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From: full-disclosure at (Brian Hatch)
Subject: SSL Filtering

> >Is there a way to detect if this MITM is being performed?
> The one method I'm familiar with for how to accomplish this with SSL 
> involves installing keys for a company CA in the users' browsers.  (The 
> SSL MITM box resigns the keys, and as long as the key is trusted by the 
> user, no dire error messages occur.) If you were paying attention, you 
> could check that the signing CA had changed.

Acording to the PDF, yes, this is what happens.  Client browsers
must have the MITM's cert listed as a trusted CA, and at that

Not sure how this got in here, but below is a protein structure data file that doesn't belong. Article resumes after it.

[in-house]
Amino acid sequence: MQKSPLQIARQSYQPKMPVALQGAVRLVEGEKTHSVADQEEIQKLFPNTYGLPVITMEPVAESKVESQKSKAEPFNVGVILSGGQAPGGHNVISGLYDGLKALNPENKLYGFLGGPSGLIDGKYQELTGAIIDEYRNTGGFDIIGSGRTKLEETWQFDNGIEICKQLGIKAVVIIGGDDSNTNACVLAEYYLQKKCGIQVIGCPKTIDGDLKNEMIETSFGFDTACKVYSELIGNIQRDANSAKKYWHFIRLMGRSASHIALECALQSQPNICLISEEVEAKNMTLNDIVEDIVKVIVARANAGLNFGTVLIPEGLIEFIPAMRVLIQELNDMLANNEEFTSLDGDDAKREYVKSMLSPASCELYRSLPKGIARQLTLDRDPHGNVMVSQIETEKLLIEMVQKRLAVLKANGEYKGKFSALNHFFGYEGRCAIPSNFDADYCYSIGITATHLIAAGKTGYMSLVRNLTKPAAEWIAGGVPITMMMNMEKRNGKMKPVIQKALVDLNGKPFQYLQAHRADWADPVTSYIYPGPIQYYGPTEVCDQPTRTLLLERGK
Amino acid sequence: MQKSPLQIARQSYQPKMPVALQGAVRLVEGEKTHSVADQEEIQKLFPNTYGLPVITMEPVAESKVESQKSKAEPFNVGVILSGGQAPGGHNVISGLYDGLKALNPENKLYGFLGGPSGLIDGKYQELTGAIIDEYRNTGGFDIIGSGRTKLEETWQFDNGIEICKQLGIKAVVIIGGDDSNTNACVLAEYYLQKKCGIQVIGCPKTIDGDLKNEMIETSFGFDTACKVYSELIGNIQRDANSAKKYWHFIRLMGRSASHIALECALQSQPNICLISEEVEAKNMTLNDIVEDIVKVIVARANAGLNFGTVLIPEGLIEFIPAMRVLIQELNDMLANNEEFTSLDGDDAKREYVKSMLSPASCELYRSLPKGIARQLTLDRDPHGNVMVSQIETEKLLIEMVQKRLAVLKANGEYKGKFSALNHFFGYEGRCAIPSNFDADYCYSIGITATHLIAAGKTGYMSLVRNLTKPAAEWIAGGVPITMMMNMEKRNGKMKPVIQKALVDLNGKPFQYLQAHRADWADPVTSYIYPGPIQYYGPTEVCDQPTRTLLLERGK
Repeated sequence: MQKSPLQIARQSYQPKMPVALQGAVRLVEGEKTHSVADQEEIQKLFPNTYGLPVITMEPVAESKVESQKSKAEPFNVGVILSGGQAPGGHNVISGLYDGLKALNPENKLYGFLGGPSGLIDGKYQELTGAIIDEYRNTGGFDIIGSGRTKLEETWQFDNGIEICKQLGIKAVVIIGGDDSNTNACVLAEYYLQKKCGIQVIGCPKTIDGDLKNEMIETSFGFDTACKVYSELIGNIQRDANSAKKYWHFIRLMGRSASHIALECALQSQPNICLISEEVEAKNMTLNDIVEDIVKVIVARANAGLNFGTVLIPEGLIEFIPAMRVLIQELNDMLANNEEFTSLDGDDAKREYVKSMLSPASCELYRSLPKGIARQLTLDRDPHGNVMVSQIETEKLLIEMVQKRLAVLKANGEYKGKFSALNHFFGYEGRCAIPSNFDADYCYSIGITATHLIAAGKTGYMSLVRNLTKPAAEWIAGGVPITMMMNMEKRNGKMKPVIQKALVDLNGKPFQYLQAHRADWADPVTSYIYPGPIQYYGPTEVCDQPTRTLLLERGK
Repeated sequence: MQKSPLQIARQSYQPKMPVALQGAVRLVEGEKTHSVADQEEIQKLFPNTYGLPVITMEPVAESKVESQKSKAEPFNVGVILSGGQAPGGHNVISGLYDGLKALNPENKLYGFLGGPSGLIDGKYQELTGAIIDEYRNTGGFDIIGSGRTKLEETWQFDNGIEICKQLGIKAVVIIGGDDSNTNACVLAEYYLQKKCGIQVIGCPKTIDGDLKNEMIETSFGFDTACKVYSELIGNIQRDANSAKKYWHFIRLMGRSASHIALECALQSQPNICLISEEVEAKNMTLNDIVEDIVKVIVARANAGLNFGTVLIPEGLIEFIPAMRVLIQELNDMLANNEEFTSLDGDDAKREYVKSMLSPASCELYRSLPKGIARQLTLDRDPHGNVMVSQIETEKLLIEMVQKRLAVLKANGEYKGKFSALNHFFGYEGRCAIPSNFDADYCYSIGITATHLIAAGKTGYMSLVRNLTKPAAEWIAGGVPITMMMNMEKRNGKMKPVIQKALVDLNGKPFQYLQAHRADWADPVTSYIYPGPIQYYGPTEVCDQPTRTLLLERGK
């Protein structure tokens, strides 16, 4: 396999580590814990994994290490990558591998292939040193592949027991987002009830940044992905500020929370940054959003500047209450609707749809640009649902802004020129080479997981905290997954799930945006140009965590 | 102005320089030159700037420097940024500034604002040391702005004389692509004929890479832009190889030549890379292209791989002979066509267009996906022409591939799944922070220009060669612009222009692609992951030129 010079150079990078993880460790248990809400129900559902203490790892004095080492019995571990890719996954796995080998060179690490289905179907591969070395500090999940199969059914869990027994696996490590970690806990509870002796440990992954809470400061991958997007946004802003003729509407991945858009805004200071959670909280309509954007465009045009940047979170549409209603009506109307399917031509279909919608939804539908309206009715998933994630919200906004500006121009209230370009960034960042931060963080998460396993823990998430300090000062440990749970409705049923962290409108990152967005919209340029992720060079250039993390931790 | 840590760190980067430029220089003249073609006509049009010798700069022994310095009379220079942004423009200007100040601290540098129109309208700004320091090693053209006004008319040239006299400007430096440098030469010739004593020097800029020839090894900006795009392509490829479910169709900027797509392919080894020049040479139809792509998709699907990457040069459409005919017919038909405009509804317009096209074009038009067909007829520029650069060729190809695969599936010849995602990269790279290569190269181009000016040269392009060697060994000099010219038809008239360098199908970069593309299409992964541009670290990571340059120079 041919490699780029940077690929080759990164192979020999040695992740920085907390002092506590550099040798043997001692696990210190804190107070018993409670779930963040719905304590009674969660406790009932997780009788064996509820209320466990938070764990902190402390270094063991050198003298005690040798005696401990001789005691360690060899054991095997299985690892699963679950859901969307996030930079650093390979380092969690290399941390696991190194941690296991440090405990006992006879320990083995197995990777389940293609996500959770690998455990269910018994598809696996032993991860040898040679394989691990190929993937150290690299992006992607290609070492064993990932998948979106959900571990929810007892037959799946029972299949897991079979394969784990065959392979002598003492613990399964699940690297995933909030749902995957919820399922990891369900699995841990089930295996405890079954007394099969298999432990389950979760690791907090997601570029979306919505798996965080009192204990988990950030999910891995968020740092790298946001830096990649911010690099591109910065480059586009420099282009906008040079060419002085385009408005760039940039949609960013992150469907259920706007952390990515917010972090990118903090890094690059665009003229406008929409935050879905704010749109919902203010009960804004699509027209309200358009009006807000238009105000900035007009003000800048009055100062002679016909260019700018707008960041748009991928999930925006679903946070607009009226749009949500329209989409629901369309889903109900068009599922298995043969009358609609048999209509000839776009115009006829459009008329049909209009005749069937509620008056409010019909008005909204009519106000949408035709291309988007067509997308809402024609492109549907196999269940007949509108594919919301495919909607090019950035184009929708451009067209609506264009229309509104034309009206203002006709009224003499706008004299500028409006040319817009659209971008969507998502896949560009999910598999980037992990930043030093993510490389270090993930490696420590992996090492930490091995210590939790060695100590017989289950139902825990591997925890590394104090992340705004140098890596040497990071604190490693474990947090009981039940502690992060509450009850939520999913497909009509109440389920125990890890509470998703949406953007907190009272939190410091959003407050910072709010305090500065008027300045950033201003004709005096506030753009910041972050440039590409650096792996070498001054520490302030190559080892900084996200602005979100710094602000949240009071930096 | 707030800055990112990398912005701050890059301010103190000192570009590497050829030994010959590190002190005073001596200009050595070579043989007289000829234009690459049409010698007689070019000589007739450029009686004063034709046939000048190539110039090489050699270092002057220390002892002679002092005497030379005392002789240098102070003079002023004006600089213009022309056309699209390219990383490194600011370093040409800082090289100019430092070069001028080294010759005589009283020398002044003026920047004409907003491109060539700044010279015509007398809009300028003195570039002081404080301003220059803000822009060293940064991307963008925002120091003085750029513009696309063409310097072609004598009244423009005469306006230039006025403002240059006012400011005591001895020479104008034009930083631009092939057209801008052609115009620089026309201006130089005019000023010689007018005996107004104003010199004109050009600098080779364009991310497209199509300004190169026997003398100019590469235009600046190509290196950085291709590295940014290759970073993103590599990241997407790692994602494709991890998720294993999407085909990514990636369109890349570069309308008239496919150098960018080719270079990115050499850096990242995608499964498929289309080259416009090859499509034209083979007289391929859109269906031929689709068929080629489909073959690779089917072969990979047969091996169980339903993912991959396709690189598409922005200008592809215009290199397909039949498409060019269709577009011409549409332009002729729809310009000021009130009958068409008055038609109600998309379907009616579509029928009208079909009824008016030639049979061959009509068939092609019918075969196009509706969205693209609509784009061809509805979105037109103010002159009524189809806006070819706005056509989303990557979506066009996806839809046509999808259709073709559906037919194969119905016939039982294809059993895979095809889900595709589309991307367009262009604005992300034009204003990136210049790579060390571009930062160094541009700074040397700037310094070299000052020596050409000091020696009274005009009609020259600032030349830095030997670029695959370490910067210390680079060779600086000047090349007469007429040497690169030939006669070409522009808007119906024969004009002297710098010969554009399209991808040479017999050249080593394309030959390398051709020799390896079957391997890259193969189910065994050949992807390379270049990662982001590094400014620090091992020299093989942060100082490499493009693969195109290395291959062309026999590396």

point the MITM box can create keys on the fly, sign with it's
cert, and you'd never know what hit you.

So, the only way to determine you were being MITM'd by this is
by checking the certificate that was used.  (Clicking the lock
icon, etc.)

If you go to a bunch of different unrelated sites and they're all
signed by the same cert, you probably know the culprit and can
remove that cert from your trusted CA list if you wanted.  Then
you'd get cert warnings all the time though.

You could get around their inspection by running things like
HTTPTunnel with SSL inside it.  You could do this HTTPTunnel
over SSL inside a MITM'd SSL too.  However regardless how
you do it, with the MITM they should be smart enough to
catch the HTTPTunnel-style traffic.

Brian Hatch                  I have no cognitive
   Systems and                powers.  It's amazing
   Security Engineer          that I'm respirating.     --bree

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